SA finance minister facing legal charges results in huge fall for ZAR

Currencies Direct October 12th 2016 - 3 minute read

The South African finance minister is facing charges of fraud, which has caused the rand to drop by 4%.
The South African rand has been trading strongly in the last few months as a result of good economic data and positive corporate movements, such as the SABMiller AB InBev deal, which would result in huge amounts of money flowing into South Africa.
However, the rand has plummeted in the last couple of days – the result of a sudden turbulent political situation.
South African finance minister Pravin Gordhan has been issued with a summons to appear in court on 2 November over fraud charges. The charges relate to misconduct allegations at a time when he was in charge of the country’s tax collection service.
As a result, the rand dropped by 4% against the US dollar in the immediate aftermath and it is still in a very weak state.


What are the charges?

The charges against Mr Gordhan relate to the authorisation of an early retirement payout to Ivan Pillay, then a senior official in the South African Revenue Service (SARS).
Mr Pillay had been employed on a five-year contract at the SARS and received a pension bonus of R1,141,178.11 (£64,591.54) upon the end of his contract.
Director of South Africa’s National Prosecuting Authority (NPA) Shaun Abrahams said that the contract was unlawful and that Mr Gordhan acted with intent to defraud when he signed it.
It is also alleged that Mr Gordhan oversaw the set-up of a surveillance unit within the SARS. The unit was established to infiltrate networks importing luxury goods among other things. However, these allegations are unrelated to the fraud charges.


What happened to the rand?

Mr Gordhan is a widely respected official in financial markets so the idea of him facing legal action over fraud is a shock. This was seen in what happened to the country’s currency immediately after the announcement that he would be taken to court.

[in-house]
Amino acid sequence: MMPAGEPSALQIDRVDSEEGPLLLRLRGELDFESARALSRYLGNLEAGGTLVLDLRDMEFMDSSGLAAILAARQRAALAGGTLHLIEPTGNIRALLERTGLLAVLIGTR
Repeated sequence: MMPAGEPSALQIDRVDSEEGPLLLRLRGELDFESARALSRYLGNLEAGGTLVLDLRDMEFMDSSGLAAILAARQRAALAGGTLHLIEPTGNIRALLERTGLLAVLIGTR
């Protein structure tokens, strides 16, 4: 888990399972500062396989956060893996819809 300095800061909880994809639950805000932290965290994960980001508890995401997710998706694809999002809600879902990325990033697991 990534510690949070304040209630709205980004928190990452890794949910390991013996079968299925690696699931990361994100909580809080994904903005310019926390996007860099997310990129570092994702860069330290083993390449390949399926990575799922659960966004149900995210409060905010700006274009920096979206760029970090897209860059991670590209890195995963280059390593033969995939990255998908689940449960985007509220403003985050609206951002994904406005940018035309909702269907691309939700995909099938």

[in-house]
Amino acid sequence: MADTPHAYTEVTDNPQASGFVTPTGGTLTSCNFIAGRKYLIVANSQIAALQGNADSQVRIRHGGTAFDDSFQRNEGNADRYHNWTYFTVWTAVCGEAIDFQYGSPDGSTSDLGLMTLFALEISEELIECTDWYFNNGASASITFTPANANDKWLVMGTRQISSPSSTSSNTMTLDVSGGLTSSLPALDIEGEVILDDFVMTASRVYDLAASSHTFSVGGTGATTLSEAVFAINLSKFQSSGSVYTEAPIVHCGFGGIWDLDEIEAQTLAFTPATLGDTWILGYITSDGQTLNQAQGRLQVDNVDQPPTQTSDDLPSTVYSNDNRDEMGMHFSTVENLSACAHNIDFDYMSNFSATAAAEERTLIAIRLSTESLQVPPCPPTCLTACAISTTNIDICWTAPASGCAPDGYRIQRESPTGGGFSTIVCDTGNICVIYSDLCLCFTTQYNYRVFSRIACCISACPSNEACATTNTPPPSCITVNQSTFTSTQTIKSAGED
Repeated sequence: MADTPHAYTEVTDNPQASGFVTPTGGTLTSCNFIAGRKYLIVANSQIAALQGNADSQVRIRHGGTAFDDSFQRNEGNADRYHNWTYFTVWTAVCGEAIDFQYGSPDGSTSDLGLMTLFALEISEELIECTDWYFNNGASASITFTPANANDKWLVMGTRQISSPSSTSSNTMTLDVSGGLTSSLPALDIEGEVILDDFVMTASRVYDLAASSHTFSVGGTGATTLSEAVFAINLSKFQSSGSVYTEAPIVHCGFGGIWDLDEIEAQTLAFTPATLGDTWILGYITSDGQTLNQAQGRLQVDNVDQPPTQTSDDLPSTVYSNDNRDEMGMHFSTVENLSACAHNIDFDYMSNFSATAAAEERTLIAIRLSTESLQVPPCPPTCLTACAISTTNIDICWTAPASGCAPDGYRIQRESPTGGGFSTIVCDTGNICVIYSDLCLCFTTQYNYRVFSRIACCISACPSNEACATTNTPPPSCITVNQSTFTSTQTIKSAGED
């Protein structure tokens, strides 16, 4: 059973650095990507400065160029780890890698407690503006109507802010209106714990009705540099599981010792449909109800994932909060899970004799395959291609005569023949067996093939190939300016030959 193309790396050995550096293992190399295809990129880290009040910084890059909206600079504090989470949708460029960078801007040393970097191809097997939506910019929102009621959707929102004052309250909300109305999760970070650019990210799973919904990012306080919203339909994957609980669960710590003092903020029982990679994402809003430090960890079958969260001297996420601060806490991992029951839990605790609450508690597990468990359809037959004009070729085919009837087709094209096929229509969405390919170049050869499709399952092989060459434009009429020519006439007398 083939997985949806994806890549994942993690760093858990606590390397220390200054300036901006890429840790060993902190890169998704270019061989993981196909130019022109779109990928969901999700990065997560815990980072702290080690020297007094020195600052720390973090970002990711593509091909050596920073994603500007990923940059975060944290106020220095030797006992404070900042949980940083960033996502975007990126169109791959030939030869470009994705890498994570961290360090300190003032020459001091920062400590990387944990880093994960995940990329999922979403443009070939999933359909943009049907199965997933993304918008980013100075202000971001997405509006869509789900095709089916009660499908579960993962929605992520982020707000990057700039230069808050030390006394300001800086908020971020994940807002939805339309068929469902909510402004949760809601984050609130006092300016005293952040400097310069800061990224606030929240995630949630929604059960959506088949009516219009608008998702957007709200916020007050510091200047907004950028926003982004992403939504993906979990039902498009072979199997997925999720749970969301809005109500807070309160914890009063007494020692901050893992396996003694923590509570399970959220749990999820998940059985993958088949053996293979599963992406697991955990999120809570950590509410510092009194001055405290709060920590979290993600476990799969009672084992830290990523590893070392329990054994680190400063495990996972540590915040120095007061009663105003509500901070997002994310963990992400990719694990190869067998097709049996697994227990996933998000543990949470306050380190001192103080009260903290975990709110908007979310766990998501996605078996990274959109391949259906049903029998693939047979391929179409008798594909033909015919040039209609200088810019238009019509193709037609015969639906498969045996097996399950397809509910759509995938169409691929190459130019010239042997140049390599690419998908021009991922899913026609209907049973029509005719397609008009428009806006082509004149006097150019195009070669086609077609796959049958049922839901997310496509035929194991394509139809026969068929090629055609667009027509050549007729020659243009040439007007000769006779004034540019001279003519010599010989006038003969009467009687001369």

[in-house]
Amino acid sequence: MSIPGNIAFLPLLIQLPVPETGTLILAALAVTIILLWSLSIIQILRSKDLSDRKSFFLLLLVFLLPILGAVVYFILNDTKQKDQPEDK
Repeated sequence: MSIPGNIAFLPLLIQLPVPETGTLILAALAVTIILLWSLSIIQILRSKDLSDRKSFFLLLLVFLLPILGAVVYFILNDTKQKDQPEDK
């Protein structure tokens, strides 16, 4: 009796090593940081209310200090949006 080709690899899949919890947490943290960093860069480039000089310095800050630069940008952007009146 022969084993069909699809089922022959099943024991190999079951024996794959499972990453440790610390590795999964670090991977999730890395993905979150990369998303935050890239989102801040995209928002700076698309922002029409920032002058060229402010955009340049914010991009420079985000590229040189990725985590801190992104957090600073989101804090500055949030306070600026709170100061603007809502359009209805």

The rand saw a sudden and significant drop. Its value fell by 4% against the US dollar, a huge amount in just a few minutes. For a currency that had been performing well in recent weeks, it was a significant blow.
It also fell in value against the pound and the euro, losing any ground it may have been making on those major currencies.
It wasn’t just the rand that was affected. Shares in leading South African banks fell more than 5% and bond yields rose dramatically. Almost R50 billion (£2.8 billion) was wiped off the Johannesburg Stock Exchange (JSE) after the announcement was made.


What will happen now?

Analysts expect the rand to remain weak until Mr Gordhan is taken to court. When that happens, the rand’s value will likely depend on the outcome of the trial.
As if that wasn’t bad enough, it is thought that South Africa will now likely face a credit rating downgrade to junk status. It may also result in the country having to rely on more borrowing.
South Africa was due for a credit rating review by S&P Global Ratings and Fitch Ratings in December, but it is thought that this might be brought forward following the announcement of the legal action. Currently, the country’s rating is at one level above junk.
Politically, many analysts have expressed the view that president Jacob Zuma would like to remove Mr Gordhan from the cabinet. This has been linked to Mr Gordhan reining in a great deal of government spending.
Since South Africa cannot have a sitting minister with criminal charges against them, if Mr Gordhan is found guilty, he will be forced to leave the government.
Speaking in Kenya, Mr Zuma said: “Our society is anchored on the rule of law as well as fair and just judicial processes. In this regard, minister Gordhan is innocent until and unless proven otherwise by a court of law. This is a fundamental pillar of our constitutional democracy and the rule of law.”
The troubles with the position of finance minister are not new to South Africa. In December 2015, Mr Zuma sacked Nhlanhla Nene, who had been in the position since May 2014. Mr Nene was replaced by David van Rooyen, who was in the post for just three days. He was then replaced by Mr Gordhan, who has remained finance minister until the present.
During that week, when three different finance ministers were appointed, the currency dropped significantly, something that is happening again now.
If you want to transfer money to South Africa, Currencies Direct could help you get the best rates securely and quickly.

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